I was listening to a conversation at the gym between one of our trainers and a fellow member. A mum in her late forties was talking about her up-and-coming basketball grand final. It made me wish I was back playing. A feeling of nostalgia kicked my mind into overdrive.
Images of my competitive sports days, specifically squash and netball, flashed before my eyes as did the adrenaline kick I thrived on. Surprisingly, a sense of sadness followed. It was the realisation that I will never get back to those days. I wondered why I stopped in the first place. I’m sure I could play today even if a little out of touch. I have played sports since I was a kid and continued well into my fifties/sixties.
There is probably a myriad of reasons. I pondered on what I once did and what I do now. One part of me says just do it, another says let it go.
Once upon a time, I would be the first to embrace new adventures. Now I hesitate and consider how long it will take for me to heal if I am injured.
It made me wonder if others have had the same feeling. Maybe, I thought, there is a biological element associated with ageing that tells us it is time to let go. A default mechanism to prepare us as we move closer to death’s door. I could not let it go (excuse the pun) and did a little research.
To my joy, well maybe a hint of sadness, there is evidence that suggests letting go is part of the biological ageing process. I discovered there are ten areas that people found less important as they age. It was no surprise; I could relate to every one of them!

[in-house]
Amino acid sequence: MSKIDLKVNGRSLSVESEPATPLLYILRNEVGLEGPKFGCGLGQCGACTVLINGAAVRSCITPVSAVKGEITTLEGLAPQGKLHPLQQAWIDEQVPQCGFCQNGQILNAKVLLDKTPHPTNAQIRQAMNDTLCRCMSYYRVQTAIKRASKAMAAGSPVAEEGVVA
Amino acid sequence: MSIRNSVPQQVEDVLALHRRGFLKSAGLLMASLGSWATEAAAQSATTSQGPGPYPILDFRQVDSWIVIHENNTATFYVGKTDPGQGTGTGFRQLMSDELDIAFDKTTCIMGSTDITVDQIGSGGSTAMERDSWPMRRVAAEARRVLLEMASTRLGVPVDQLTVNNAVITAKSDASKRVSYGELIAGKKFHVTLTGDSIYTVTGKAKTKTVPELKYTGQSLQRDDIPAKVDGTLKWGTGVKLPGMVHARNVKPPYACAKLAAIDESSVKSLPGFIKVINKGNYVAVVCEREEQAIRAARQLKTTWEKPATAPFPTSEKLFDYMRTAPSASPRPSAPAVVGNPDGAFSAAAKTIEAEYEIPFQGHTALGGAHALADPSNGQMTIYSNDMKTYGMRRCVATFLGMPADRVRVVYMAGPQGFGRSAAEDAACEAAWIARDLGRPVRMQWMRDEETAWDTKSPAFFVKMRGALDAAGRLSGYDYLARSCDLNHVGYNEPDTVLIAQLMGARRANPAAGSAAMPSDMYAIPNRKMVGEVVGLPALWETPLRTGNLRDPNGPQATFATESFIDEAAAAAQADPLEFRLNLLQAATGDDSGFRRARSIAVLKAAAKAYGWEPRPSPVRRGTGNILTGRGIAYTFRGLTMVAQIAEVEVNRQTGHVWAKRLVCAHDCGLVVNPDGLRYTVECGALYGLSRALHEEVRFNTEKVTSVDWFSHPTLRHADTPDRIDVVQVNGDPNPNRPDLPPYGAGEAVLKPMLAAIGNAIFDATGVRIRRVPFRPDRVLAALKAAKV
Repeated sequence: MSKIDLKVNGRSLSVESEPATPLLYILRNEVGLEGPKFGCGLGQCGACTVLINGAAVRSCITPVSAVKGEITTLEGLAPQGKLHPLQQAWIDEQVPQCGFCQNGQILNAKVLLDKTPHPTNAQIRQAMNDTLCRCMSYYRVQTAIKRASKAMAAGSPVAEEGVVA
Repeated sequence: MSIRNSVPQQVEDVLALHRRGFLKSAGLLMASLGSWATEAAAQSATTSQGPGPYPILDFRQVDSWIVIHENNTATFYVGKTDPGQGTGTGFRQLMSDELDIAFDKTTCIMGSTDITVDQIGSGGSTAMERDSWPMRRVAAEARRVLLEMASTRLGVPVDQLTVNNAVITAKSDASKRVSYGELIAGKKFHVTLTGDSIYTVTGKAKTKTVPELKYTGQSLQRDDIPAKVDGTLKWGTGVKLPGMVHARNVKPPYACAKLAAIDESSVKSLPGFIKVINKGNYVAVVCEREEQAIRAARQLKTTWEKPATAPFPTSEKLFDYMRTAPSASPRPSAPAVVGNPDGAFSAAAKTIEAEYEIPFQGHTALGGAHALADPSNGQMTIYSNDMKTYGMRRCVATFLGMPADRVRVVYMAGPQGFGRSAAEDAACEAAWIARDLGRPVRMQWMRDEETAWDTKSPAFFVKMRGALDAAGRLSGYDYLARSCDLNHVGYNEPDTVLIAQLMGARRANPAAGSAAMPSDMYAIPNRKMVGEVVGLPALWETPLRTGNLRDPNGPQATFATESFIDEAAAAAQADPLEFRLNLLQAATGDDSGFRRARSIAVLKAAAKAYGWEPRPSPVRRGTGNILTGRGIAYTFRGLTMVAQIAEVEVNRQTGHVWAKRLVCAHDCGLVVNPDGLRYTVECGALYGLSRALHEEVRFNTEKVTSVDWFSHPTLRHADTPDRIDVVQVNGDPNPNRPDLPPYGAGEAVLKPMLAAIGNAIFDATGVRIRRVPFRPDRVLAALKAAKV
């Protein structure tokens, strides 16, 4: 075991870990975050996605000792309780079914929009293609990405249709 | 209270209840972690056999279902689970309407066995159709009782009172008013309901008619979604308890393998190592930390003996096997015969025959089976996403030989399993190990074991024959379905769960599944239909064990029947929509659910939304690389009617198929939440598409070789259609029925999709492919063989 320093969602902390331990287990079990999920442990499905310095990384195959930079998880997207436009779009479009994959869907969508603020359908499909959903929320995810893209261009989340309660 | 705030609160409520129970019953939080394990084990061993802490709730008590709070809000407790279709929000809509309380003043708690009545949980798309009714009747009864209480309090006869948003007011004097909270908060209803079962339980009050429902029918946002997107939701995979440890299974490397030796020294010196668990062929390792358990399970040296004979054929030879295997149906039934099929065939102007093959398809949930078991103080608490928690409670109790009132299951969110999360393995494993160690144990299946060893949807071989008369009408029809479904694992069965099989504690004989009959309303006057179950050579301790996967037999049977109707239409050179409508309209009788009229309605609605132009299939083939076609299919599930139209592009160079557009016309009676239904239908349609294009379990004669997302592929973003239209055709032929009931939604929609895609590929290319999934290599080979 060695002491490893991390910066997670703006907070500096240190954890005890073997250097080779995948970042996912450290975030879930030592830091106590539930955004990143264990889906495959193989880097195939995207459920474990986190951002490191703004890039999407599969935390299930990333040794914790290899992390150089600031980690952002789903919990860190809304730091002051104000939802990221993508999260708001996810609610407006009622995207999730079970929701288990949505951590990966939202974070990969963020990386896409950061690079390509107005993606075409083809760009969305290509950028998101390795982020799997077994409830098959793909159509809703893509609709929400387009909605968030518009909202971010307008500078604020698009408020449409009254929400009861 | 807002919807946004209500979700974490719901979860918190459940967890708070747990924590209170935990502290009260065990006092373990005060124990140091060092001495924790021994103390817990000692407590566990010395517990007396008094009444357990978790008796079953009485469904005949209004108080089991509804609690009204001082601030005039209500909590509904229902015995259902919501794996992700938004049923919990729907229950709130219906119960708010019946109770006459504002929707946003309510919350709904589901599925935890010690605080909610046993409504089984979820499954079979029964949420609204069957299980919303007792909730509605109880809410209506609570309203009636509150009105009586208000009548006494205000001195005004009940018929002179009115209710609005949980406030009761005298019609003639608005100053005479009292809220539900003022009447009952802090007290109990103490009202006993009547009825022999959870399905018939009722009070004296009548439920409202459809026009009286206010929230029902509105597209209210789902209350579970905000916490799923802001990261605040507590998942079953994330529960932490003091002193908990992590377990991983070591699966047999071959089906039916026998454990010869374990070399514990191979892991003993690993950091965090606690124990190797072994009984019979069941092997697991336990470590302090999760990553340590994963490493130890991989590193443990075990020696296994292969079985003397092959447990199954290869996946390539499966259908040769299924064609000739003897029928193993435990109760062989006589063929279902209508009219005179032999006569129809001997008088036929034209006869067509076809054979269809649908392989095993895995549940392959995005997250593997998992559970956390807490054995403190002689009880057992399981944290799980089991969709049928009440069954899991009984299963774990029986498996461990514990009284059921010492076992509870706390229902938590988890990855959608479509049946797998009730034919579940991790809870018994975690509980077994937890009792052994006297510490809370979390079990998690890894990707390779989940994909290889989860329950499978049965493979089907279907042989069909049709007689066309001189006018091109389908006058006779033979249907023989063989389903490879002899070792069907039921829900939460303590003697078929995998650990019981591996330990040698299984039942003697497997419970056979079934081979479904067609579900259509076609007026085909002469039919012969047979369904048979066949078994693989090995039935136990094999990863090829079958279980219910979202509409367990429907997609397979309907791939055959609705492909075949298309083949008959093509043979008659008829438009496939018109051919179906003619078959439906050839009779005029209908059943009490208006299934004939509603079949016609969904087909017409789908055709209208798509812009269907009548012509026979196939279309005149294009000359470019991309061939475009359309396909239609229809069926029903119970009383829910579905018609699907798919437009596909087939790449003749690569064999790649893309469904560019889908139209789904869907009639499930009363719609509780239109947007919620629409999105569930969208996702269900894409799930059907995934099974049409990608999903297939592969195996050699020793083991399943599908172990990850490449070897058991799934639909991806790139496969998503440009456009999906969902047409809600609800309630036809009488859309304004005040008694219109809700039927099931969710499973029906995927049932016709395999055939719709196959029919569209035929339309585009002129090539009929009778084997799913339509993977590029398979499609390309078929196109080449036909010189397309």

They are: caring about what others think, things we can’t control, competitiveness, your birthday, being cool, material possessions, career, toxic friends/family, weekend activities, dressing to impress, and the realisation that ageing is not too bad.
There is further reassuring evidence that says letting go may be the key to happy aging. Scans of the fluctuations in brain activity showed different patterns in people who were living a life without regrets, one key to aging well. By employing better mental strategies to avoid regret, their positive attitude toward their past and potentially regrettable behaviour made a dramatic difference.
They were more relaxed and open to what lay ahead as they aged. It seems that if people dwell on regretful decisions they made when they were younger, it can be detrimental to their mental health if they don’t let go. As we get older it is far more essential to focus on emotional well-being and adapt to a positive approach to changing life demands. It all makes sense.
I realised that I have been unconsciously transitioning from holding on to letting go for some time. Here are some of my examples.
I have come to understand that letting go is linked to ageing, it is an ongoing process and we experience it more and more as we age. It brings a sense of inevitable losses that challenge us. It is not about giving up, but acceptance. Finding new things, and making the most of what we have to retain a sense of connection, with no regrets.